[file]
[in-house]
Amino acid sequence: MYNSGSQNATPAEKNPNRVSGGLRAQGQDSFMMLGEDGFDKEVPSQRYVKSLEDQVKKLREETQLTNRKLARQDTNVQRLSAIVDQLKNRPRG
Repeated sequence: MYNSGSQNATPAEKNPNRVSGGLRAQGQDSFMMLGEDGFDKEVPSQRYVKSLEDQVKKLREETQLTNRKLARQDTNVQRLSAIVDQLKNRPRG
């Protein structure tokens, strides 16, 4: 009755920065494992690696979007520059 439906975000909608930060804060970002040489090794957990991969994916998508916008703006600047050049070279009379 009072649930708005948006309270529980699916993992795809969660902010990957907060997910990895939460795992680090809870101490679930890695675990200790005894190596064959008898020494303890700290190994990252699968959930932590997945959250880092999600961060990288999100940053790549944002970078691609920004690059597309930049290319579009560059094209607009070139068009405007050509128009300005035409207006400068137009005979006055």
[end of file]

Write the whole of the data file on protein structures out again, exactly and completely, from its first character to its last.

[in-house]
Amino acid sequence: MYNSGSQNATPAEKNPNRVSGGLRAQGQDSFMMLGEDGFDKEVPSQRYVKSLEDQVKKLREETQLTNRKLARQDTNVQRLSAIVDQLKNRPRG
Repeated sequence: MYNSGSQNATPAEKNPNRVSGGLRAQGQDSFMMLGEDGFDKEVPSQRYVKSLEDQVKKLREETQLTNRKLARQDTNVQRLSAIVDQLKNRPRG
């Protein structure tokens, strides 16, 4: 009755920065494992690696979007520059 439906975000909608930060804060970002040489090794957990991969994916998508916008703006600047050049070279009379 009072649930708005948006309270529980699916993992795809969660902010990957907060997910990895939460795992680090809870101490679930890695675990200790005894190596064959008898020494303890700290190994990252699968959930932590997945959250880092999600961060990288999100940053790549944002970078691609920004690059597309930049290319579009560059094209607009070139068009405007050509128009300005035409207006400068137009005979006055």